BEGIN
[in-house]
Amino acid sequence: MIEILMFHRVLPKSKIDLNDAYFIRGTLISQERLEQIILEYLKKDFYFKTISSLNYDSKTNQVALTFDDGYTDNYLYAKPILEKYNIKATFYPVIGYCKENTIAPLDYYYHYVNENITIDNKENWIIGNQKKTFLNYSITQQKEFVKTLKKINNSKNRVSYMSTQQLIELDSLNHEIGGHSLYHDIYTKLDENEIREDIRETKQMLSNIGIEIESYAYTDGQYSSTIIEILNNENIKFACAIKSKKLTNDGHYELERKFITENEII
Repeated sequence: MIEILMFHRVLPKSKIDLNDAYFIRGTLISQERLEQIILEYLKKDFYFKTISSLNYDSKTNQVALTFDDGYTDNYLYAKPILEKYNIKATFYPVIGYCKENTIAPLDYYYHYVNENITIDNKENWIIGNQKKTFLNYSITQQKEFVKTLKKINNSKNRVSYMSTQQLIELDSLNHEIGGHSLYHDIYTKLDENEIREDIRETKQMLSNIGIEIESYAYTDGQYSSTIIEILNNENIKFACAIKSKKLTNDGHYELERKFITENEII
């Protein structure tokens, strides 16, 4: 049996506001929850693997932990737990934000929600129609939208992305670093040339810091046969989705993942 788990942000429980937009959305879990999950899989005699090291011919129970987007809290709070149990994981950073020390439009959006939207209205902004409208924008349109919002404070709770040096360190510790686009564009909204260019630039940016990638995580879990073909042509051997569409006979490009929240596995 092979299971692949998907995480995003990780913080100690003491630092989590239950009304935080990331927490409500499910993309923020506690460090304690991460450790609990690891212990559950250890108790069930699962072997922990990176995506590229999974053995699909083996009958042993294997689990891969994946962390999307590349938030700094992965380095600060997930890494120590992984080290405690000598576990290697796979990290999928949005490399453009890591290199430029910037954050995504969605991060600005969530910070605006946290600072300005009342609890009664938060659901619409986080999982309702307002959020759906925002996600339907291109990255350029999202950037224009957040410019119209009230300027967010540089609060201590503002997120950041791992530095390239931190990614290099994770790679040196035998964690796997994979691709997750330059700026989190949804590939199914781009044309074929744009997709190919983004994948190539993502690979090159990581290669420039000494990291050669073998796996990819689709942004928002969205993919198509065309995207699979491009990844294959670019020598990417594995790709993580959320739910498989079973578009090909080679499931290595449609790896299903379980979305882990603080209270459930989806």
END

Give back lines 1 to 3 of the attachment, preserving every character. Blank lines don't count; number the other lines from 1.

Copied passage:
[in-house]
Amino acid sequence: MIEILMFHRVLPKSKIDLNDAYFIRGTLISQERLEQIILEYLKKDFYFKTISSLNYDSKTNQVALTFDDGYTDNYLYAKPILEKYNIKATFYPVIGYCKENTIAPLDYYYHYVNENITIDNKENWIIGNQKKTFLNYSITQQKEFVKTLKKINNSKNRVSYMSTQQLIELDSLNHEIGGHSLYHDIYTKLDENEIREDIRETKQMLSNIGIEIESYAYTDGQYSSTIIEILNNENIKFACAIKSKKLTNDGHYELERKFITENEII
Repeated sequence: MIEILMFHRVLPKSKIDLNDAYFIRGTLISQERLEQIILEYLKKDFYFKTISSLNYDSKTNQVALTFDDGYTDNYLYAKPILEKYNIKATFYPVIGYCKENTIAPLDYYYHYVNENITIDNKENWIIGNQKKTFLNYSITQQKEFVKTLKKINNSKNRVSYMSTQQLIELDSLNHEIGGHSLYHDIYTKLDENEIREDIRETKQMLSNIGIEIESYAYTDGQYSSTIIEILNNENIKFACAIKSKKLTNDGHYELERKFITENEII